Exeter University chief and local historian set for Freedom of the City
Published: 12 September 2018
Exeter University’s Vice Chancellor, Sir Steve Smith, looks set to be given the Freedom of the City along with local historian and author Dr Todd Gray.
Smith is to be honoured for his outstanding service to the city of Exeter during his 15 years as Vice Chancellor. Gray, who also works at the University as a Research Fellow in the History Department, is recognised for his passionate interest in Exeter’s historic buildings and his concern for their continued preservation.
Both nominations have been agreed by the City Council’s Executive and now go before Extraordinary Council on 16 October. If given the go-ahead, the ceremony is likely to take place at Exeter’s historic Guildhall later in the year.
Smith’s nomination reads: “The university has not only grown considerably, bringing financial benefits to the city, but more importantly has become one of the top universities in the country and indeed the world.”
It adds: “It is a leading member of the Russell Group, committed to maintaining the very best research and outstanding teaching and learning experience and unrivalled links with business and the public sector. This has resulted in Exeter attracting students from all over the world, a positive benefit to the City. The medical school, established during his Vice Chancellorship, is recognised as one of the best in the UK. He also works closely with other important establishments to promote a great city.”
In response to his nomination, Smith said: “It would mean a lot to me to receive this honour but much more importantly I think it would mean a lot to my colleagues at the university. This is because over the last 16 years a large number of staff in the university and the City Council have spent a lot of time building a supportive and productive relationship between the two organisations.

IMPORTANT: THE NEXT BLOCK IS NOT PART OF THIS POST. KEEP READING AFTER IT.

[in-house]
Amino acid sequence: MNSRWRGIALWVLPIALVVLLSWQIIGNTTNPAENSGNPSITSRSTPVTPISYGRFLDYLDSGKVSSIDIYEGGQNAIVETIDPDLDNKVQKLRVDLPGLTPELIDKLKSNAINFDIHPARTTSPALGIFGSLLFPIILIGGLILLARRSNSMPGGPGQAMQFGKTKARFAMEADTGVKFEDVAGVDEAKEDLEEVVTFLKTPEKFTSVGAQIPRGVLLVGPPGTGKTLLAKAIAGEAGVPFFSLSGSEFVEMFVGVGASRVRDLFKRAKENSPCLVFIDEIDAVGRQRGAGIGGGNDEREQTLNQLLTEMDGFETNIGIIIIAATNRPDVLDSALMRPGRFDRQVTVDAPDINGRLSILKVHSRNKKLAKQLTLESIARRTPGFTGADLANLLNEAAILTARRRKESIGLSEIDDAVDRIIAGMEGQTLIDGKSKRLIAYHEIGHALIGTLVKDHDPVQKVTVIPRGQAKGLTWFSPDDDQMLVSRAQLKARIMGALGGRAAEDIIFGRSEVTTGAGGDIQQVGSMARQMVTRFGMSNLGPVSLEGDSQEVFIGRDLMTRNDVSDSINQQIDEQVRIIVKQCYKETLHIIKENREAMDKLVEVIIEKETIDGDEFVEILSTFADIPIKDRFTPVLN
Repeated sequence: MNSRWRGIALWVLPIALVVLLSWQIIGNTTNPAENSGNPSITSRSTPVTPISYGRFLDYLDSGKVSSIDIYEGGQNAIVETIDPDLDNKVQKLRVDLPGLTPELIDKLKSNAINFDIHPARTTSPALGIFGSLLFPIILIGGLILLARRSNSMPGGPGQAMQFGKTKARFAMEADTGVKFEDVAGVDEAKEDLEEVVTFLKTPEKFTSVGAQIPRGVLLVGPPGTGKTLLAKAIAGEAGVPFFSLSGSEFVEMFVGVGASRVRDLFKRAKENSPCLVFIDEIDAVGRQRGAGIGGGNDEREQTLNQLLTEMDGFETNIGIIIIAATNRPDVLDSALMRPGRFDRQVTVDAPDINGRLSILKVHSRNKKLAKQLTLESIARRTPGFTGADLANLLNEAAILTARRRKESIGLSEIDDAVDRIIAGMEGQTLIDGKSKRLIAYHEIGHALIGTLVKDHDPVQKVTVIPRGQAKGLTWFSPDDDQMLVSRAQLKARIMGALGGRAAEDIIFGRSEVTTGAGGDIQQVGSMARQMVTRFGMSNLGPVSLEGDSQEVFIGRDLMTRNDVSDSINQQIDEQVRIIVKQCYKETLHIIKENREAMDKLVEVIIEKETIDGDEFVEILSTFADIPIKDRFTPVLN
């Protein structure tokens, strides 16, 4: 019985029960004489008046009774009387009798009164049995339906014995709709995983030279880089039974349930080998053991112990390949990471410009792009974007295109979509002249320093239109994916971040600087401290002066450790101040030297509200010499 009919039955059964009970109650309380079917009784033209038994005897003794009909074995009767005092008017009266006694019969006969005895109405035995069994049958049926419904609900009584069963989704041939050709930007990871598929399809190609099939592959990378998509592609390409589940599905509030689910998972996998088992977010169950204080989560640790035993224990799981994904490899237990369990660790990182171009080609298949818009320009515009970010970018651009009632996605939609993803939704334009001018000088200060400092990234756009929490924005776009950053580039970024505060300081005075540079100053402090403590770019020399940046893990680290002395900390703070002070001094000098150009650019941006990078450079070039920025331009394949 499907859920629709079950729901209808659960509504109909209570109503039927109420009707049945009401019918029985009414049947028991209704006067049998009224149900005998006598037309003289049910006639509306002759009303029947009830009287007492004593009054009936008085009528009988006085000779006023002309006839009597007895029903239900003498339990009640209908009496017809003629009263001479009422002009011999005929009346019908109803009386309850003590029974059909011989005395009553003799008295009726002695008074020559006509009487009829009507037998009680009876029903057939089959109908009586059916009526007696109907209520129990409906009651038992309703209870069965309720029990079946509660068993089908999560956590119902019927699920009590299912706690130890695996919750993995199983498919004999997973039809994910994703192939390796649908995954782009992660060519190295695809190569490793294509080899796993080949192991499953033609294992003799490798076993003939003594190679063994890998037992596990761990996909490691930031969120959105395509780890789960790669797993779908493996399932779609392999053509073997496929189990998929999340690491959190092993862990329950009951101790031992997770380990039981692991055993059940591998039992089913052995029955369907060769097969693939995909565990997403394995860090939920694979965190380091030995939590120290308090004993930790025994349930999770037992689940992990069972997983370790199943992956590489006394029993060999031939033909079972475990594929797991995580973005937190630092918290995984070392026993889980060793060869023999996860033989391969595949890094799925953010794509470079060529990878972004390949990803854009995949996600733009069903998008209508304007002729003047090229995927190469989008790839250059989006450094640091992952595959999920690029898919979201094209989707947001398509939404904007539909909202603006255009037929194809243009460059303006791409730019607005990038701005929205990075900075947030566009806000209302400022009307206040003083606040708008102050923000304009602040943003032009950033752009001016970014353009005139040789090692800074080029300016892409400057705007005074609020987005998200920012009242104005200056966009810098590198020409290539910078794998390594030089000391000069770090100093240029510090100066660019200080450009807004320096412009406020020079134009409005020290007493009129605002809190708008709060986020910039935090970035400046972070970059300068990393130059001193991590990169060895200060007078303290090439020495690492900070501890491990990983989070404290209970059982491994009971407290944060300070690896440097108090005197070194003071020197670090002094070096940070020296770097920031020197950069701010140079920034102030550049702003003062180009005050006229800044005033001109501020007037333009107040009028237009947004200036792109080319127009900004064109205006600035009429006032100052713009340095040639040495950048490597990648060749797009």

“The incredible success of the city in recent years owes a lot to a large number of people, but a central role has been played by the way the university and City Council have worked together on education, on the economy, on arts and culture, and on planning. The results have benefited the population of Exeter at a time when many parts of the UK have suffered through austerity.
“The City Council, working with key partners including the university, have done much to alleviate those problems here. I have been incredibly pleased to see the development of the city during my time here and have been both proud and very happy to be a small part of that process. This honour would be the clearest possible indication of the ways in which by working together, the City Council and the university have achieved so much for the city and the region. I accept with humility and warmth.”
Gray on the other hand, has become a well-known face and voice around Exeter and achieved national and international recognition for excellence in his particular field.
His nomination states: “He is the person to whom everybody turns if any information on the history of Exeter is needed. As an American who chose to settle in Exeter twenty-eight years ago and became a British citizen, he has spent those years researching the history of Exeter and Devon and publishing countless books using original material he has found in this county’s and indeed the country’s archives and repositories. He has over the years opened his home and garden to representatives of all the local history societies to bring them together. He was the person television and radio companies contacted when the fire broke out in Cathedral Yard as it was his knowledge of Exeter’s historic buildings they knew they could rely on.”
When the front of the fire-damaged hotel was pulled down by a demolition crew he was seen to be visibly moved by the occasion. He has written several books on local history and even written questions for the BBC quiz show Mastermind.
In response to his nomination, Dr Gray said: “I feel not just overwhelmed but am stunned at being given this honour - who could anticipate being included in a group of individuals such as Admiral Nelson and the Duke of Wellington? Over the last thirty years I have been fortunate in working alongside great historians such as Mark Stoyle, Julia Crick and John Allan and feel I share this honour with them and the many others who on a daily basis help explain the rich history of this extraordinary city which we all love and cherish.”
The City Council awards Freedom of the City to a number of military units with a close connection to the city as well as individuals who deserve the honour.
In the past, the position has been awarded to such names as Lord Nelson, Liam Tancock, Jo Pavey, Tony Rowe, Rob Baxter and Michael Caines.